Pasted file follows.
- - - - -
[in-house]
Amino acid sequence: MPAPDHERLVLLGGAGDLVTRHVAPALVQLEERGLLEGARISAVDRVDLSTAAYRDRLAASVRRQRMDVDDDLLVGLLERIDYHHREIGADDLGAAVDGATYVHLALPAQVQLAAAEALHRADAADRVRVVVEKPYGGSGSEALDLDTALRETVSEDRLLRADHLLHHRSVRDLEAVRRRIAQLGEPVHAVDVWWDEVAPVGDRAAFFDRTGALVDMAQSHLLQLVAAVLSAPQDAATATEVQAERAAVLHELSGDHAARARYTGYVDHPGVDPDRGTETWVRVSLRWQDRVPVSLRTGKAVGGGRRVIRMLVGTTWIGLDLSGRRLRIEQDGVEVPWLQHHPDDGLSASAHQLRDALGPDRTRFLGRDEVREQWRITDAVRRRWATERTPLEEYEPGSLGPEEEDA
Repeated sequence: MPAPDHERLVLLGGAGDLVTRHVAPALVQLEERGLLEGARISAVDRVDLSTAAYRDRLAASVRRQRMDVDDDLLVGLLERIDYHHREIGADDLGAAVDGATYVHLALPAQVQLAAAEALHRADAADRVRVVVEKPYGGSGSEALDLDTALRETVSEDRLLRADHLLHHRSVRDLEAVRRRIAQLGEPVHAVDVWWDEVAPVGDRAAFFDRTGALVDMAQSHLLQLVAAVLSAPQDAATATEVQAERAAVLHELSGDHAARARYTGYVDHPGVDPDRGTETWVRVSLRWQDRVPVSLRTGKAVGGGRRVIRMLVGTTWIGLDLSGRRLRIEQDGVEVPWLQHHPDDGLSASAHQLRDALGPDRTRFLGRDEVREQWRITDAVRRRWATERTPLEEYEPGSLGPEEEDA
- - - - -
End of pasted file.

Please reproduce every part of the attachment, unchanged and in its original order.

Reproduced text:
[in-house]
Amino acid sequence: MPAPDHERLVLLGGAGDLVTRHVAPALVQLEERGLLEGARISAVDRVDLSTAAYRDRLAASVRRQRMDVDDDLLVGLLERIDYHHREIGADDLGAAVDGATYVHLALPAQVQLAAAEALHRADAADRVRVVVEKPYGGSGSEALDLDTALRETVSEDRLLRADHLLHHRSVRDLEAVRRRIAQLGEPVHAVDVWWDEVAPVGDRAAFFDRTGALVDMAQSHLLQLVAAVLSAPQDAATATEVQAERAAVLHELSGDHAARARYTGYVDHPGVDPDRGTETWVRVSLRWQDRVPVSLRTGKAVGGGRRVIRMLVGTTWIGLDLSGRRLRIEQDGVEVPWLQHHPDDGLSASAHQLRDALGPDRTRFLGRDEVREQWRITDAVRRRWATERTPLEEYEPGSLGPEEEDA
Repeated sequence: MPAPDHERLVLLGGAGDLVTRHVAPALVQLEERGLLEGARISAVDRVDLSTAAYRDRLAASVRRQRMDVDDDLLVGLLERIDYHHREIGADDLGAAVDGATYVHLALPAQVQLAAAEALHRADAADRVRVVVEKPYGGSGSEALDLDTALRETVSEDRLLRADHLLHHRSVRDLEAVRRRIAQLGEPVHAVDVWWDEVAPVGDRAAFFDRTGALVDMAQSHLLQLVAAVLSAPQDAATATEVQAERAAVLHELSGDHAARARYTGYVDHPGVDPDRGTETWVRVSLRWQDRVPVSLRTGKAVGGGRRVIRMLVGTTWIGLDLSGRRLRIEQDGVEVPWLQHHPDDGLSASAHQLRDALGPDRTRFLGRDEVREQWRITDAVRRRWATERTPLEEYEPGSLGPEEEDA